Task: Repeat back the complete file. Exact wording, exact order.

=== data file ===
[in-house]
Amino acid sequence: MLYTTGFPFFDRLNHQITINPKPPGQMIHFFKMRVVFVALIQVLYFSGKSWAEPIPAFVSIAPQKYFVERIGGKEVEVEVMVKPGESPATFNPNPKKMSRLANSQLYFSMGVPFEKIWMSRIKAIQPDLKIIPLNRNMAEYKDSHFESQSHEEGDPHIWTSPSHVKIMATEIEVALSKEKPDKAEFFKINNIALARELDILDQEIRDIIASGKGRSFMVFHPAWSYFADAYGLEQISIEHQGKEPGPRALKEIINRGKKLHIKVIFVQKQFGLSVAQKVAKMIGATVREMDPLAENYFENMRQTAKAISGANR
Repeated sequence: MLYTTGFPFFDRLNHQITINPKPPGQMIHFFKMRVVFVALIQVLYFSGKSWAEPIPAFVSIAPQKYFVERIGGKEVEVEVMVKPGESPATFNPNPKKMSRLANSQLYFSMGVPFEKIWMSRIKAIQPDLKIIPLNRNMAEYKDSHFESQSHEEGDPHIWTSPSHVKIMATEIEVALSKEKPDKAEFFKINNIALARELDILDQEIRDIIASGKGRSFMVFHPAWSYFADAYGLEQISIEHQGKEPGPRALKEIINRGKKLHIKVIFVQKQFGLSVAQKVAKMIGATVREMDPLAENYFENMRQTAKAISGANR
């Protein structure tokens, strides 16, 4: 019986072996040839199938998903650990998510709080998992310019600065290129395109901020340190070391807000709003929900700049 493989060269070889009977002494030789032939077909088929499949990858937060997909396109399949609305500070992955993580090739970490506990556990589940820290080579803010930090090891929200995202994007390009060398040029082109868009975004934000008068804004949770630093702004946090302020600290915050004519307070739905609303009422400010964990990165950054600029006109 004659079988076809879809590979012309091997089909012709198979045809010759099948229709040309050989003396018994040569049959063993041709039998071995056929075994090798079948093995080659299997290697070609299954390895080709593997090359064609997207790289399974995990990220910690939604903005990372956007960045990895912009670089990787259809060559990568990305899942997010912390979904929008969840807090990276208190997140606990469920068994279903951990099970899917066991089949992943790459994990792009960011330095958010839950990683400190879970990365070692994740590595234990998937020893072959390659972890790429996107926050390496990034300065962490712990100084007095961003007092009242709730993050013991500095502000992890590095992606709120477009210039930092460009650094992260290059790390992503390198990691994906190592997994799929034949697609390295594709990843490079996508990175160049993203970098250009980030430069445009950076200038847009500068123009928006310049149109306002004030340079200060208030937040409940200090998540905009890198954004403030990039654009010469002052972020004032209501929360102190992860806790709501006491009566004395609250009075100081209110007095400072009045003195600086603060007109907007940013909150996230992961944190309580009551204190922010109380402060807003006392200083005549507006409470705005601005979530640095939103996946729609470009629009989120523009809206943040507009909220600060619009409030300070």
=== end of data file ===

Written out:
[in-house]
Amino acid sequence: MLYTTGFPFFDRLNHQITINPKPPGQMIHFFKMRVVFVALIQVLYFSGKSWAEPIPAFVSIAPQKYFVERIGGKEVEVEVMVKPGESPATFNPNPKKMSRLANSQLYFSMGVPFEKIWMSRIKAIQPDLKIIPLNRNMAEYKDSHFESQSHEEGDPHIWTSPSHVKIMATEIEVALSKEKPDKAEFFKINNIALARELDILDQEIRDIIASGKGRSFMVFHPAWSYFADAYGLEQISIEHQGKEPGPRALKEIINRGKKLHIKVIFVQKQFGLSVAQKVAKMIGATVREMDPLAENYFENMRQTAKAISGANR
Repeated sequence: MLYTTGFPFFDRLNHQITINPKPPGQMIHFFKMRVVFVALIQVLYFSGKSWAEPIPAFVSIAPQKYFVERIGGKEVEVEVMVKPGESPATFNPNPKKMSRLANSQLYFSMGVPFEKIWMSRIKAIQPDLKIIPLNRNMAEYKDSHFESQSHEEGDPHIWTSPSHVKIMATEIEVALSKEKPDKAEFFKINNIALARELDILDQEIRDIIASGKGRSFMVFHPAWSYFADAYGLEQISIEHQGKEPGPRALKEIINRGKKLHIKVIFVQKQFGLSVAQKVAKMIGATVREMDPLAENYFENMRQTAKAISGANR
């Protein structure tokens, strides 16, 4: 019986072996040839199938998903650990998510709080998992310019600065290129395109901020340190070391807000709003929900700049 493989060269070889009977002494030789032939077909088929499949990858937060997909396109399949609305500070992955993580090739970490506990556990589940820290080579803010930090090891929200995202994007390009060398040029082109868009975004934000008068804004949770630093702004946090302020600290915050004519307070739905609303009422400010964990990165950054600029006109 004659079988076809879809590979012309091997089909012709198979045809010759099948229709040309050989003396018994040569049959063993041709039998071995056929075994090798079948093995080659299997290697070609299954390895080709593997090359064609997207790289399974995990990220910690939604903005990372956007960045990895912009670089990787259809060559990568990305899942997010912390979904929008969840807090990276208190997140606990469920068994279903951990099970899917066991089949992943790459994990792009960011330095958010839950990683400190879970990365070692994740590595234990998937020893072959390659972890790429996107926050390496990034300065962490712990100084007095961003007092009242709730993050013991500095502000992890590095992606709120477009210039930092460009650094992260290059790390992503390198990691994906190592997994799929034949697609390295594709990843490079996508990175160049993203970098250009980030430069445009950076200038847009500068123009928006310049149109306002004030340079200060208030937040409940200090998540905009890198954004403030990039654009010469002052972020004032209501929360102190992860806790709501006491009566004395609250009075100081209110007095400072009045003195600086603060007109907007940013909150996230992961944190309580009551204190922010109380402060807003006392200083005549507006409470705005601005979530640095939103996946729609470009629009989120523009809206943040507009909220600060619009409030300070």